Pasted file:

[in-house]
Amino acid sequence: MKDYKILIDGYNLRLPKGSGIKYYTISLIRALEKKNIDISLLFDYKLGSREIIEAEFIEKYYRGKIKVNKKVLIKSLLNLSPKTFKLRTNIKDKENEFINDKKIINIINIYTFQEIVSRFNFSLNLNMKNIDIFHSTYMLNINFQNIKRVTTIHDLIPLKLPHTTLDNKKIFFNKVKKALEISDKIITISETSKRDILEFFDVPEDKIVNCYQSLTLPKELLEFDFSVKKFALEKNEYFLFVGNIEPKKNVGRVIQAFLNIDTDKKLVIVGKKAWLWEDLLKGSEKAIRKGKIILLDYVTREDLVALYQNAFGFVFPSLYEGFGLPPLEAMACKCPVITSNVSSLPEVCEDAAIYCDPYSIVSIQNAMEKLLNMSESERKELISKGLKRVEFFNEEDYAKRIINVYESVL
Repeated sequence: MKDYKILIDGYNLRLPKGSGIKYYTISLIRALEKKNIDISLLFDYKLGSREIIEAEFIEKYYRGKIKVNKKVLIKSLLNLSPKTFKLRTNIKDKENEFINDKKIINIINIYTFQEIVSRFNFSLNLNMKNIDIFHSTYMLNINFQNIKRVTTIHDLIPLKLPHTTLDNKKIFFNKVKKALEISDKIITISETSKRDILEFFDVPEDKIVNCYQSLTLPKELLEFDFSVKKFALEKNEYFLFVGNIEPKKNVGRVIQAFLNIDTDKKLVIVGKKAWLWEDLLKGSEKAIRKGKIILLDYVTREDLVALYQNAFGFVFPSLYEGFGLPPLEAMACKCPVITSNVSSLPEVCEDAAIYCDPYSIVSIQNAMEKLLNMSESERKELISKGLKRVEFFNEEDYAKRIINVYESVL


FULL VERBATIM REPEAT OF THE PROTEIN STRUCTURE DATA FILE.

[in-house]
Amino acid sequence: MKDYKILIDGYNLRLPKGSGIKYYTISLIRALEKKNIDISLLFDYKLGSREIIEAEFIEKYYRGKIKVNKKVLIKSLLNLSPKTFKLRTNIKDKENEFINDKKIINIINIYTFQEIVSRFNFSLNLNMKNIDIFHSTYMLNINFQNIKRVTTIHDLIPLKLPHTTLDNKKIFFNKVKKALEISDKIITISETSKRDILEFFDVPEDKIVNCYQSLTLPKELLEFDFSVKKFALEKNEYFLFVGNIEPKKNVGRVIQAFLNIDTDKKLVIVGKKAWLWEDLLKGSEKAIRKGKIILLDYVTREDLVALYQNAFGFVFPSLYEGFGLPPLEAMACKCPVITSNVSSLPEVCEDAAIYCDPYSIVSIQNAMEKLLNMSESERKELISKGLKRVEFFNEEDYAKRIINVYESVL
Repeated sequence: MKDYKILIDGYNLRLPKGSGIKYYTISLIRALEKKNIDISLLFDYKLGSREIIEAEFIEKYYRGKIKVNKKVLIKSLLNLSPKTFKLRTNIKDKENEFINDKKIINIINIYTFQEIVSRFNFSLNLNMKNIDIFHSTYMLNINFQNIKRVTTIHDLIPLKLPHTTLDNKKIFFNKVKKALEISDKIITISETSKRDILEFFDVPEDKIVNCYQSLTLPKELLEFDFSVKKFALEKNEYFLFVGNIEPKKNVGRVIQAFLNIDTDKKLVIVGKKAWLWEDLLKGSEKAIRKGKIILLDYVTREDLVALYQNAFGFVFPSLYEGFGLPPLEAMACKCPVITSNVSSLPEVCEDAAIYCDPYSIVSIQNAMEKLLNMSESERKELISKGLKRVEFFNEEDYAKRIINVYESVL